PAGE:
Part of Higgins’s journey with his work is towards sustainability. He has started playing with techniques to reduce waste, which makes sense since the collection was inspired by natural history, and the idea of “a kind of future animal”. On the runway the models hold bags made from old T-shirts and screen-printed with more poetry, including the line: “I thank god for my friends, for our earth a stage to dance on”. Some of the tops are made from upcycled, inside-out polo shirts. Others include suits that have been reimagined. Or fabric that was ruined by watermarks, which, rather than rejecting and insisting it be redyed, Higgins adapted into the design process.
For this collection he has also created screen prints of crocodile skin and vintage fur. He describes them as “recontextualised”. The fur is printed onto a soft cotton trench coat in black and white, and each strand is clearly defined, giving the coat a perceptibly hairy look. It falls well below the ankle and has wide sleeves, a soft collar and a line of buttons up the front. The classic style mimics the shape of a real fur coat, so it manages to mock the tradition of wearing fur while honouring it. Blending elements of social commentary and virtual design, this piece feels like the future. It’s a coat of contradictions, fittingly conceived by a young Millennial who grew up online but can just remember what the world was like before.
The crocodile skin is printed on a lilac tank top made from nylon. The slightly skewed squares of the pattern are a soft pink. Across the chest in black letters is “sharktooth2”. Higgins reluctantly explains that this was the name of his Tumblr platform from when he was teenager living and blogging on the coast, an hour south of Sydney. This early form of social media allowed him to find a community of other teenagers who were also obsessed with fashion. Some would become his friends and, later, his collaborators.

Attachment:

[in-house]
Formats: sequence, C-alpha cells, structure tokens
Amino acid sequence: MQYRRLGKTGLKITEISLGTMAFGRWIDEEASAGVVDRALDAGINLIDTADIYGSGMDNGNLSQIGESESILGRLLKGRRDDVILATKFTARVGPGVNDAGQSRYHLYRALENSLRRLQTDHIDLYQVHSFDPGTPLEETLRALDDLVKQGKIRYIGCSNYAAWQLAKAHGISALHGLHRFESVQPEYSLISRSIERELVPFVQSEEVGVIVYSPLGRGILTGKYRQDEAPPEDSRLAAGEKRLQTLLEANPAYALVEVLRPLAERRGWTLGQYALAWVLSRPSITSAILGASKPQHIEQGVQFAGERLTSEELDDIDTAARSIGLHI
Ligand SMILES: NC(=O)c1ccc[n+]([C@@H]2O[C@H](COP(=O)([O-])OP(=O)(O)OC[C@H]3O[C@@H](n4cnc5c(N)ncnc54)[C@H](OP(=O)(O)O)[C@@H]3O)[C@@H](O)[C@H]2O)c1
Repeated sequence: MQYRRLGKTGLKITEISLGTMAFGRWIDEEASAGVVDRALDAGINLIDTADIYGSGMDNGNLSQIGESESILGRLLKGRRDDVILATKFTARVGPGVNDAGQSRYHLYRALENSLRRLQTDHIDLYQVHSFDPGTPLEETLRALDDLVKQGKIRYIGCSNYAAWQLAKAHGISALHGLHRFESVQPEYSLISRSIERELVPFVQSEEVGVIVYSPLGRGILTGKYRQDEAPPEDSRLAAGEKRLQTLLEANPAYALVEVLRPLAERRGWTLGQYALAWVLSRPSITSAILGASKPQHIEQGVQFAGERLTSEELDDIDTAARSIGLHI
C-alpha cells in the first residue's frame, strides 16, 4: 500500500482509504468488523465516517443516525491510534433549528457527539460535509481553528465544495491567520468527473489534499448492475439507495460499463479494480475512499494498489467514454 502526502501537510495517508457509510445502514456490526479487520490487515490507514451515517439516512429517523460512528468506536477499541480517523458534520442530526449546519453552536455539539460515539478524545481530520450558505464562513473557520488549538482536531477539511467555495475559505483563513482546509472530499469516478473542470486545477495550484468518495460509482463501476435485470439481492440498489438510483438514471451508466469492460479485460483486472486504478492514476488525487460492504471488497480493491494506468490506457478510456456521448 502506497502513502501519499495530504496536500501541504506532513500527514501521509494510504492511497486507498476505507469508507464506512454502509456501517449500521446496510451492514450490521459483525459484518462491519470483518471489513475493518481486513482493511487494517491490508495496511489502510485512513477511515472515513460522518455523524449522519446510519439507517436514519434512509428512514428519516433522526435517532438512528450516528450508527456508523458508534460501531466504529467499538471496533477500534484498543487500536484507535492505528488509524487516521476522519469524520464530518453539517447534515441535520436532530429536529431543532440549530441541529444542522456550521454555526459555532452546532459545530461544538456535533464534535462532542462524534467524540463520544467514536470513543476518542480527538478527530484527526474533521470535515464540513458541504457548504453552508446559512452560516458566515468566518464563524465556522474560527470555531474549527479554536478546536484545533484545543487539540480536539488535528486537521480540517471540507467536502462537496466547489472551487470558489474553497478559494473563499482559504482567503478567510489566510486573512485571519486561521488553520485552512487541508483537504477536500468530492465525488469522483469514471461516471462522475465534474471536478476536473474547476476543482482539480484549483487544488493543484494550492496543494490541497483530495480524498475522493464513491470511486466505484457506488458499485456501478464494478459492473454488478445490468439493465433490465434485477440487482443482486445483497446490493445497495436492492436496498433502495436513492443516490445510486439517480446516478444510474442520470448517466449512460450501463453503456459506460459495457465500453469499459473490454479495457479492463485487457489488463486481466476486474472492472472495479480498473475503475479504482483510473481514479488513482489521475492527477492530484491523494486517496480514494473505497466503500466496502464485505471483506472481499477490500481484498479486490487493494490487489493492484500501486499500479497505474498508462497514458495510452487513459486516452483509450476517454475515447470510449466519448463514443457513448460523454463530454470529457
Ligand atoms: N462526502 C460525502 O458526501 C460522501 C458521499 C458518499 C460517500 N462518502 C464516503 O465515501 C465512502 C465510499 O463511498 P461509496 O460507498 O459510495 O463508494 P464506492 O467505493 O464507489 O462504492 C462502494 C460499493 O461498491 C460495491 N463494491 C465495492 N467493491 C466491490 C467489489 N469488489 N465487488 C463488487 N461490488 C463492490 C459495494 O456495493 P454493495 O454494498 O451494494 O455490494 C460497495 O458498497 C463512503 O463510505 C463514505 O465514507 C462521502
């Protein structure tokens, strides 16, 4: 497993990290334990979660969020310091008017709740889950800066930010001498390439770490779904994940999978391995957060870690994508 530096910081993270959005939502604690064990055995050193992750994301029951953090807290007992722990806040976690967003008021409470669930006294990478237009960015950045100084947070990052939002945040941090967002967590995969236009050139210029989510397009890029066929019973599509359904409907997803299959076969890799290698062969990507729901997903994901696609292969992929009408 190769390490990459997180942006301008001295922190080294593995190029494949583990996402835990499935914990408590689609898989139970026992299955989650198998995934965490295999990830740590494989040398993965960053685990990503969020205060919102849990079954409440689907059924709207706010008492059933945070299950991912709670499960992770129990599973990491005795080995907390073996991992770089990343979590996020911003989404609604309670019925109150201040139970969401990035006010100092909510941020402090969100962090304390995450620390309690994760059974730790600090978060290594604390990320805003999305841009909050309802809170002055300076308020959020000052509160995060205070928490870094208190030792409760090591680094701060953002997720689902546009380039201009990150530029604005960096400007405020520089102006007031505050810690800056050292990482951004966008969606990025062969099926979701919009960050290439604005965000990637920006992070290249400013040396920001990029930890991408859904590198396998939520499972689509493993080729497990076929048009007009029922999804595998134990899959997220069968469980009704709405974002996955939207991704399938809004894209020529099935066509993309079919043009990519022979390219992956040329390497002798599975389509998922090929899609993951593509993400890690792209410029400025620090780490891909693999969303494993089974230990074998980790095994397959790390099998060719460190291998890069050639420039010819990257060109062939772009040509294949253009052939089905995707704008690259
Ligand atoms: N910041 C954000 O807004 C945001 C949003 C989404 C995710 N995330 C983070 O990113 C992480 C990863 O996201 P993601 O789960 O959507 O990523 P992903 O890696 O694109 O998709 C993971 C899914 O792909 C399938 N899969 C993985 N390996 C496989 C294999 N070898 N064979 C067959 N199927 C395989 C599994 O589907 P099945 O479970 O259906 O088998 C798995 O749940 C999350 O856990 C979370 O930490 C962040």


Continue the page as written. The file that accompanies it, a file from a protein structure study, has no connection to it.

“I feel so old talking about Tumblr because it’s like an archaeological artefact now,” he says. “Unlike other social media, it was kind of your self-image and your diaristic writing and your fashion interests and your art interests and your music interests all blended into this one feed.”
A lot of the people he connected with online during this period have gone on to work in the fashion industry. “It’s weird,” he says. “There are modelling agents that I speak to sometimes and I’m like, ‘I remember your blog’.” He enlisted one of the friends he met through Tumblr, Chloe Corkran, to cast the models for the show during fashion week, which wrapped up on Friday. “Because I’ve known her for so long, I know every reference that she’s talking about. We barely have to communicate when we are trying to make a creative decision,” he says.
Higgins’s cast and crew are among the few in which body and gender diversity are always a given. His latest show included many of his friends, such as Joan Banoit, who created the music and plays with Higgins in an electro-pop band called Patamon. This collaboration with friends is partly due to the financial constraints of being an independent designer, but also because of the creativity of his inner circle, who double as his muses. “I just want to work with them,” he says.
It’s no small thing for a queer designer that community would encompass the major themes of his designs: the internet, the power of nature and the worlds we find within each other when we’re young.
“I think people that create are often very romantic,” he says. “And I am very romantic – I meet people and I fall in love with them.”
This article was first published in the print edition of The Saturday Paper on May 20, 2023 as "Earth-moving gear".